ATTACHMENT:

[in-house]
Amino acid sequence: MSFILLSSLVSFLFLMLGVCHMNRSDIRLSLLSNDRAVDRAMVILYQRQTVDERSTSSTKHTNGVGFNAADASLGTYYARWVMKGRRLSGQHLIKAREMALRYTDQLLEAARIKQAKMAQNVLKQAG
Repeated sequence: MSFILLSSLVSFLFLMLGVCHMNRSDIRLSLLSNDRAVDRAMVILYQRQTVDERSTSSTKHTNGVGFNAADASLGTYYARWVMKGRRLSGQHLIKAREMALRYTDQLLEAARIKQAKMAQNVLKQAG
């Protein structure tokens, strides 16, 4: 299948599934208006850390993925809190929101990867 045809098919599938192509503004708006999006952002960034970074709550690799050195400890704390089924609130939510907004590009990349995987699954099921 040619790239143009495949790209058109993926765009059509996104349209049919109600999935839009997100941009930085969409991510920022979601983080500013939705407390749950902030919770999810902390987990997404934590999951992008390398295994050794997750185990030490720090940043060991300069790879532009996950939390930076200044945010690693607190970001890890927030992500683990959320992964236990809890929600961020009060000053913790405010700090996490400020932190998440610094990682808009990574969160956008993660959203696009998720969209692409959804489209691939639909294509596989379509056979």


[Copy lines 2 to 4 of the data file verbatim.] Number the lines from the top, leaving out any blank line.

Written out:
Amino acid sequence: MSFILLSSLVSFLFLMLGVCHMNRSDIRLSLLSNDRAVDRAMVILYQRQTVDERSTSSTKHTNGVGFNAADASLGTYYARWVMKGRRLSGQHLIKAREMALRYTDQLLEAARIKQAKMAQNVLKQAG
Repeated sequence: MSFILLSSLVSFLFLMLGVCHMNRSDIRLSLLSNDRAVDRAMVILYQRQTVDERSTSSTKHTNGVGFNAADASLGTYYARWVMKGRRLSGQHLIKAREMALRYTDQLLEAARIKQAKMAQNVLKQAG
């Protein structure tokens, strides 16, 4: 299948599934208006850390993925809190929101990867 045809098919599938192509503004708006999006952002960034970074709550690799050195400890704390089924609130939510907004590009990349995987699954099921 040619790239143009495949790209058109993926765009059509996104349209049919109600999935839009997100941009930085969409991510920022979601983080500013939705407390749950902030919770999810902390987990997404934590999951992008390398295994050794997750185990030490720090940043060991300069790879532009996950939390930076200044945010690693607190970001890890927030992500683990959320992964236990809890929600961020009060000053913790405010700090996490400020932190998440610094990682808009990574969160956008993660959203696009998720969209692409959804489209691939639909294509596989379509056979």